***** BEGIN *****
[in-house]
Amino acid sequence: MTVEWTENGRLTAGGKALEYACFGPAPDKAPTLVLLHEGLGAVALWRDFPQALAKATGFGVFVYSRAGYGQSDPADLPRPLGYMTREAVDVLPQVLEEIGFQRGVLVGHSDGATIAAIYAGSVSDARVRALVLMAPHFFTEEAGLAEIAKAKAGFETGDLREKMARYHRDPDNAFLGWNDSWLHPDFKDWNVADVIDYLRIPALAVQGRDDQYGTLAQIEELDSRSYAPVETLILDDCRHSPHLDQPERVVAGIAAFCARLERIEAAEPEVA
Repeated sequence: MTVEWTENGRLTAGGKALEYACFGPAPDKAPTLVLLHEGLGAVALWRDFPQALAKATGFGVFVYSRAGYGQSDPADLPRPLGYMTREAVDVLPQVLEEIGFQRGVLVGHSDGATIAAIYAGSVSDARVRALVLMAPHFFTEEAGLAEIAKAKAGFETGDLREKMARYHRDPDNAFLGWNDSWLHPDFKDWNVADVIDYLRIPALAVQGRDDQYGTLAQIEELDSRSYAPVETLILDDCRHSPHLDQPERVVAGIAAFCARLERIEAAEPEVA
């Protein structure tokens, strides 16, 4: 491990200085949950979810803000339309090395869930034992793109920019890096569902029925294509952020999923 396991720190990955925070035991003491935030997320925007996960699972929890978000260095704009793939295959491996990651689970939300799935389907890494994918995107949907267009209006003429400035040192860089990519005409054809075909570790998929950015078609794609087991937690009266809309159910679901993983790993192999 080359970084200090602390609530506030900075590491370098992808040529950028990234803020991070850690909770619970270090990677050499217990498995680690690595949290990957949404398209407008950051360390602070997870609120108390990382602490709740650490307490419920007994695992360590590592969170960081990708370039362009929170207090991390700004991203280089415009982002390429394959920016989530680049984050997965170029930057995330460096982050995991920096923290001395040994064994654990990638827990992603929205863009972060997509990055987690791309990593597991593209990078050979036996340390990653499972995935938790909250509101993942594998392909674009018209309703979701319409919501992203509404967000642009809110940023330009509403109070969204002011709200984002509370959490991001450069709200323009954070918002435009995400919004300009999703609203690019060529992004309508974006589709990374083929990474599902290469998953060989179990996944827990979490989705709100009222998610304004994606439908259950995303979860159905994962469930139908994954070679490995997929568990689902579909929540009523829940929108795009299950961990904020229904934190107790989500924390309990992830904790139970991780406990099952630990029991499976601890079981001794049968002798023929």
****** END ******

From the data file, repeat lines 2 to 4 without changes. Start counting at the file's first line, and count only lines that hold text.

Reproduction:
Amino acid sequence: MTVEWTENGRLTAGGKALEYACFGPAPDKAPTLVLLHEGLGAVALWRDFPQALAKATGFGVFVYSRAGYGQSDPADLPRPLGYMTREAVDVLPQVLEEIGFQRGVLVGHSDGATIAAIYAGSVSDARVRALVLMAPHFFTEEAGLAEIAKAKAGFETGDLREKMARYHRDPDNAFLGWNDSWLHPDFKDWNVADVIDYLRIPALAVQGRDDQYGTLAQIEELDSRSYAPVETLILDDCRHSPHLDQPERVVAGIAAFCARLERIEAAEPEVA
Repeated sequence: MTVEWTENGRLTAGGKALEYACFGPAPDKAPTLVLLHEGLGAVALWRDFPQALAKATGFGVFVYSRAGYGQSDPADLPRPLGYMTREAVDVLPQVLEEIGFQRGVLVGHSDGATIAAIYAGSVSDARVRALVLMAPHFFTEEAGLAEIAKAKAGFETGDLREKMARYHRDPDNAFLGWNDSWLHPDFKDWNVADVIDYLRIPALAVQGRDDQYGTLAQIEELDSRSYAPVETLILDDCRHSPHLDQPERVVAGIAAFCARLERIEAAEPEVA
């Protein structure tokens, strides 16, 4: 491990200085949950979810803000339309090395869930034992793109920019890096569902029925294509952020999923 396991720190990955925070035991003491935030997320925007996960699972929890978000260095704009793939295959491996990651689970939300799935389907890494994918995107949907267009209006003429400035040192860089990519005409054809075909570790998929950015078609794609087991937690009266809309159910679901993983790993192999 080359970084200090602390609530506030900075590491370098992808040529950028990234803020991070850690909770619970270090990677050499217990498995680690690595949290990957949404398209407008950051360390602070997870609120108390990382602490709740650490307490419920007994695992360590590592969170960081990708370039362009929170207090991390700004991203280089415009982002390429394959920016989530680049984050997965170029930057995330460096982050995991920096923290001395040994064994654990990638827990992603929205863009972060997509990055987690791309990593597991593209990078050979036996340390990653499972995935938790909250509101993942594998392909674009018209309703979701319409919501992203509404967000642009809110940023330009509403109070969204002011709200984002509370959490991001450069709200323009954070918002435009995400919004300009999703609203690019060529992004309508974006589709990374083929990474599902290469998953060989179990996944827990979490989705709100009222998610304004994606439908259950995303979860159905994962469930139908994954070679490995997929568990689902579909929540009523829940929108795009299950961990904020229904934190107790989500924390309990992830904790139970991780406990099952630990029991499976601890079981001794049968002798023929």